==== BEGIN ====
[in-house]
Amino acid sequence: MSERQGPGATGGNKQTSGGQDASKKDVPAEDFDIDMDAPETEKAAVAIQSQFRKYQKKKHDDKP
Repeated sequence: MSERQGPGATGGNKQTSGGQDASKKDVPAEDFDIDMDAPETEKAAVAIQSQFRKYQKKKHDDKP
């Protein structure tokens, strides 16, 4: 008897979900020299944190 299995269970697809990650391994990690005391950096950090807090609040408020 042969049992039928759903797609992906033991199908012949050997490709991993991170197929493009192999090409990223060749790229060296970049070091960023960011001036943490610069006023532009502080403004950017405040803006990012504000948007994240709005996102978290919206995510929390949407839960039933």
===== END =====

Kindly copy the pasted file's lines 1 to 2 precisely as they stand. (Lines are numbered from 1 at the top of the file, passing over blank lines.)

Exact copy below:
[in-house]
Amino acid sequence: MSERQGPGATGGNKQTSGGQDASKKDVPAEDFDIDMDAPETEKAAVAIQSQFRKYQKKKHDDKP